Why You Should Go To The #طلعت_ريحتكم Protest This Saturday

YouStink Protest 22 August - 1

The “YouStink” movement is the most important thing taking place in Lebanon today. It’s a movement of youth who are secular and critical and are trying to get this country to be better for everyone in it, even those who don’t want that.

Over the course of the past few weeks, YouStink started grassroots protests to try and involve a Lebanese street that essentially doesn’t care, even as the trash piles up outside its doors. Refer to the following pictures for more information:

You can also refer to this New York Times article for a bit of “bahdale.”

Also refer to this post about the state of trash of the country.

When I first wrote about the issue, I was convinced that the garbage crisis would be resolved as fast as it started because if there’s anything our politicians do and do really well it’s to put band-aids on gaping wounds. I was sure they’d find a way to gather around and make sure the issue was resolved as fast as possible.

I thought wrong.

A month later, not only has the garbage crisis not been resolved, but the horrifying details of how corrupt our entire institution is became more prominent than ever. Our politicians are so comfortable by the fact that whatever they do will fly by the masses that have learned to turn a blind eye to them that they couldn’t even manage to do the effort and pretend that they’re trying to address the issue at hand.

The cherry on top of the garbage mountains was the electricity and water situation also becoming catastrophic, as is the case every single summer.

Tomorrow, on August 22nd 2015, the YouStink movement is rallying in Downtown Beirut yet again to get the country’s voices heard, and this is why you should go:

1) Because they have a clear goal for you: They want to find a solution to the garbage crisis amid a political system that’s built on always ensuring that such crises are always sustainable. It’s that simple.

2) Because it’s not okay for our politicians to be this unchallenged: one month and the garbage is still on streets? Really?

3) Because some things are more important than happy hour at Mar Mkhayel on a Saturday: you can get your drinks afterwards.

4) Because even if you intend to leave, you can still help make the country a better place for those who want to stay: I don’t want to stay here; Lebanon is not where I envision my future to be, but I’ll be damned if I leave without at least knowing I tried.

5) Because our system is just not working: you can’t be okay with not having a president for a year, not voting for 2 years straight, not having any basic infrastructure, and living in garbage. It’s unacceptable to be okay with it all.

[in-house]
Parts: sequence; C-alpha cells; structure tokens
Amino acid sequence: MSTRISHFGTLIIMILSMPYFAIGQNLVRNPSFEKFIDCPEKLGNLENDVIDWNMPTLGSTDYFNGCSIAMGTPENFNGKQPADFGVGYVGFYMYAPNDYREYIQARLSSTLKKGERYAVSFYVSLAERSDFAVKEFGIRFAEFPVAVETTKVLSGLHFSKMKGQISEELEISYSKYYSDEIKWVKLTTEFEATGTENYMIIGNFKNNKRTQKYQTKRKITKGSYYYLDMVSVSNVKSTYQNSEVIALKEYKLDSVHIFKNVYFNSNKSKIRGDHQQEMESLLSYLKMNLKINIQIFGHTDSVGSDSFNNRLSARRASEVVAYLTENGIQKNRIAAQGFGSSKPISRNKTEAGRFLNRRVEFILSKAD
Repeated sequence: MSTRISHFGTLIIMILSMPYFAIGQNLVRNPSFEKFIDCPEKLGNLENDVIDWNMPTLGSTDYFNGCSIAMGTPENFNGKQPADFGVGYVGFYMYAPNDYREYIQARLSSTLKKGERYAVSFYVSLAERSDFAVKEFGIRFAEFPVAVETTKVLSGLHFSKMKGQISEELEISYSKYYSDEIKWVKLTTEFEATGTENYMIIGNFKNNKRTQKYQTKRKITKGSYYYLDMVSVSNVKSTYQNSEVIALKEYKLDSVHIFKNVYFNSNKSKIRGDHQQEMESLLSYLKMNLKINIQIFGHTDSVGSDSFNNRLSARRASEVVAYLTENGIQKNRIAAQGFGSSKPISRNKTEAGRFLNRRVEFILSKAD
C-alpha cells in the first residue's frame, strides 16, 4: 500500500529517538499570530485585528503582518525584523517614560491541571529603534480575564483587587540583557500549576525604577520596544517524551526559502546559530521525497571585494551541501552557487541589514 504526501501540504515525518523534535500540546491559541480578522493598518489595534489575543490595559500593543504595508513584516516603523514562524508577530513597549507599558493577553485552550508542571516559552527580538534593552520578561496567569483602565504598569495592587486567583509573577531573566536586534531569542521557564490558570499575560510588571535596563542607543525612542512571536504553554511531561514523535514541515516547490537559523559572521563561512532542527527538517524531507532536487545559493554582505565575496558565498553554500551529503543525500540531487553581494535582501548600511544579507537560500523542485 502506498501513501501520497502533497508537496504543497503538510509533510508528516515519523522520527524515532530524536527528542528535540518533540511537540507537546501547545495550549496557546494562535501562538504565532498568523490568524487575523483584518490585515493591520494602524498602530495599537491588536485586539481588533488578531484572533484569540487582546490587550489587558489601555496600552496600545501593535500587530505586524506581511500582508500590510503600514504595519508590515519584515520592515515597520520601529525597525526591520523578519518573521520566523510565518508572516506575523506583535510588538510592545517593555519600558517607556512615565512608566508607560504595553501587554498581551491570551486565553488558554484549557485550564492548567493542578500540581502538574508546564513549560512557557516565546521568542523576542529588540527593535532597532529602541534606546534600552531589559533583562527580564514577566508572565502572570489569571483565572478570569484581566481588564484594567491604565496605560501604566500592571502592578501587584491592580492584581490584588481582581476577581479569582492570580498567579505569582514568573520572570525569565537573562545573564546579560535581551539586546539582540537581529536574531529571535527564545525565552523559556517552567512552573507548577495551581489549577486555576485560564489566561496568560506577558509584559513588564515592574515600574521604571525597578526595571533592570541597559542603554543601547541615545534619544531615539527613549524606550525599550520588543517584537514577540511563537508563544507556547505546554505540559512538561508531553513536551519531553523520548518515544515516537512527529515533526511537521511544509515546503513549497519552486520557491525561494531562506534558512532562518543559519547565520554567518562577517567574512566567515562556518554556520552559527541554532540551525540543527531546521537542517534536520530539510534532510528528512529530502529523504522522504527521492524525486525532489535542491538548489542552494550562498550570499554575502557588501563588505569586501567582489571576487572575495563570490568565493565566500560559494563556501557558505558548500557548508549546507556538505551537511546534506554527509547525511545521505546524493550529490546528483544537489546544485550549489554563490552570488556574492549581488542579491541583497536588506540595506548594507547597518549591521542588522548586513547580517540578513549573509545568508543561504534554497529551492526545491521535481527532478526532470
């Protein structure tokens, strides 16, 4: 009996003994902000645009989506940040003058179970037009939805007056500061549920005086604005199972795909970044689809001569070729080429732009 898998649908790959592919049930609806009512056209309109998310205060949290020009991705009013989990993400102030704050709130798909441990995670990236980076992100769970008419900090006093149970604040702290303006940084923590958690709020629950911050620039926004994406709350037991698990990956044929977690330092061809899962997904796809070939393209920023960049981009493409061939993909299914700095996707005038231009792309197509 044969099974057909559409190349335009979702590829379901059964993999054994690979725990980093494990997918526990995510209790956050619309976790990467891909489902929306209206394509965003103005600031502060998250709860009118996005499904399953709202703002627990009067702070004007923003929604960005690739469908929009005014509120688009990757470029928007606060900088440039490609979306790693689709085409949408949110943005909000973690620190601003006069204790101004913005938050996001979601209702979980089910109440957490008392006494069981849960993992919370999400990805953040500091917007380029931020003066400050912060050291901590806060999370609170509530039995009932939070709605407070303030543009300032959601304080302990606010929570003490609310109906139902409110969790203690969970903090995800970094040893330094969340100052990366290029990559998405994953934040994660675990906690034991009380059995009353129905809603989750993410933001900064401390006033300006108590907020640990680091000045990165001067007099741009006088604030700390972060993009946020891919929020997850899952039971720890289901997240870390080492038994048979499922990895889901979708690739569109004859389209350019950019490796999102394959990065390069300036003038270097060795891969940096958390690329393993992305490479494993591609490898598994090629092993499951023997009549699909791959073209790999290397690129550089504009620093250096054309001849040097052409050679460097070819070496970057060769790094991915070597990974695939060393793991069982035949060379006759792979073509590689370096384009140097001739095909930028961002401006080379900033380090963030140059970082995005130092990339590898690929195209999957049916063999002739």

6) Because the country has police that beat up women who are expressing their fundamental right to speak: refer the following video:

7) Because even if the garbage crisis doesn’t affect you, the system has fucked you before: yes, the garbage crisis is a Greater Beirut problem, but Tripoli was under bullets for months and our government did nothing. The country has had terrorist attacks take place and the government did nothing; that is not okay.

8) Because not going is telling those governing you that they can get away with everything they do to you: now it’s elections and garbage, next it can be your other rights. If you stay silent now, why would they assume you can speak later?

9) Because this is not the time for apathy: you can’t not care about living in garbage, in a country on a slippery slope down anarchy, in a total disintegration of everything that makes a country a state.

10) Because our politicians are scared shitless: refer to the following link.

I rarely invite to protests, but tomorrow I will see you there.

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2 thoughts on “Why You Should Go To The #طلعت_ريحتكم Protest This Saturday

  1. “3) Because some things are more important than happy hour at Mar Mkhayel on a Saturday”

    That’s where you’re wrong, Elie.

    But in all seriousness, thanks for this post I had no idea what this protest was about and no one was telling me.

    Reply
  2. I am afraid that not many people will participate and for one simple reason. The Lebanese themselves are part of the problem. I visited Lebanon last winter following an absence that lasted 40 years, Yes, 40 years. What did I see? People – in general – who are more interested in Haifa Wehbe’s outrageous dresses, People of both genders who are more interested in cosmetic surgery and how to look like a Hollywood star. People who forgot that they are Lebanese in the first place before being George, Mohammed, Walid and Khachig. Pity. I was intending to spend my older days in Lebanon among the Lebanese who are educated, hospitable, hard working and funny. What did I find was just the opposite. There are still pockets of “Lebanon and Lebanese” here and there, but that is a minority that soon will,become history. Age, economic and political hardship will chase them away from the shores of the Switzerland of the Middle East. I wish you all best of luck. I might consider returning to Lebanon when the Lebanese public matures.

    Reply

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